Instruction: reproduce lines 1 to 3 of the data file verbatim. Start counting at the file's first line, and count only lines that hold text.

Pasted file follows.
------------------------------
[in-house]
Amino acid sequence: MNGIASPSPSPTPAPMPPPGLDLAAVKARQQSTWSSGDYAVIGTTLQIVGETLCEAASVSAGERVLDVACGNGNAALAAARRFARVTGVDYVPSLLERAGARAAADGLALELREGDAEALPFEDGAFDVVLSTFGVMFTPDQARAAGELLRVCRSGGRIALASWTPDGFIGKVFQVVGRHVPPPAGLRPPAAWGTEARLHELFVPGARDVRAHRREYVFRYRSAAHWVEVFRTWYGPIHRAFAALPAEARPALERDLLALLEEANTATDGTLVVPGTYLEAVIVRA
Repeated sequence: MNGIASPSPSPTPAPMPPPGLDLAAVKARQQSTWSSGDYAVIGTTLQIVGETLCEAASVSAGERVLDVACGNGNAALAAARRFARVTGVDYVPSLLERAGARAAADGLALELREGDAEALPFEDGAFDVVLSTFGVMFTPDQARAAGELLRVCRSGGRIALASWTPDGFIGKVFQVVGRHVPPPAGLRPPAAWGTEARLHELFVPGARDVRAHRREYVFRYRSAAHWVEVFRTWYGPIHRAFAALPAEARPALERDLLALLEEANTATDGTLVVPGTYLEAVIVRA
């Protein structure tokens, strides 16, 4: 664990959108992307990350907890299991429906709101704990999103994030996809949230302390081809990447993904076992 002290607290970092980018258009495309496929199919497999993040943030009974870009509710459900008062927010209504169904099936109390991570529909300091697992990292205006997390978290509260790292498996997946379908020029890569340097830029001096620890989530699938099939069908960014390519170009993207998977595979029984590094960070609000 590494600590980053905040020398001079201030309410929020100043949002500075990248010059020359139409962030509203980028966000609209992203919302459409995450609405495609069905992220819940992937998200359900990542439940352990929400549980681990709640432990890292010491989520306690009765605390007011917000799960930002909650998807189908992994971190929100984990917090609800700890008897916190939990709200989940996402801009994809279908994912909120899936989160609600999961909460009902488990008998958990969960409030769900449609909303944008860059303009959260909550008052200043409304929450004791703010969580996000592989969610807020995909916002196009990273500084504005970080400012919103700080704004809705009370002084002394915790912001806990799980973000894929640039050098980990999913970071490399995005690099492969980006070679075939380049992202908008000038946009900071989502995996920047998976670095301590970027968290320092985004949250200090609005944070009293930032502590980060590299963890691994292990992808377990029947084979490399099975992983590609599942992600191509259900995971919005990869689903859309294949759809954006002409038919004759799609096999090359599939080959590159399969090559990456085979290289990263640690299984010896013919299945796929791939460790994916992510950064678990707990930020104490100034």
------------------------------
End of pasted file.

[in-house]
Amino acid sequence: MNGIASPSPSPTPAPMPPPGLDLAAVKARQQSTWSSGDYAVIGTTLQIVGETLCEAASVSAGERVLDVACGNGNAALAAARRFARVTGVDYVPSLLERAGARAAADGLALELREGDAEALPFEDGAFDVVLSTFGVMFTPDQARAAGELLRVCRSGGRIALASWTPDGFIGKVFQVVGRHVPPPAGLRPPAAWGTEARLHELFVPGARDVRAHRREYVFRYRSAAHWVEVFRTWYGPIHRAFAALPAEARPALERDLLALLEEANTATDGTLVVPGTYLEAVIVRA
Repeated sequence: MNGIASPSPSPTPAPMPPPGLDLAAVKARQQSTWSSGDYAVIGTTLQIVGETLCEAASVSAGERVLDVACGNGNAALAAARRFARVTGVDYVPSLLERAGARAAADGLALELREGDAEALPFEDGAFDVVLSTFGVMFTPDQARAAGELLRVCRSGGRIALASWTPDGFIGKVFQVVGRHVPPPAGLRPPAAWGTEARLHELFVPGARDVRAHRREYVFRYRSAAHWVEVFRTWYGPIHRAFAALPAEARPALERDLLALLEEANTATDGTLVVPGTYLEAVIVRA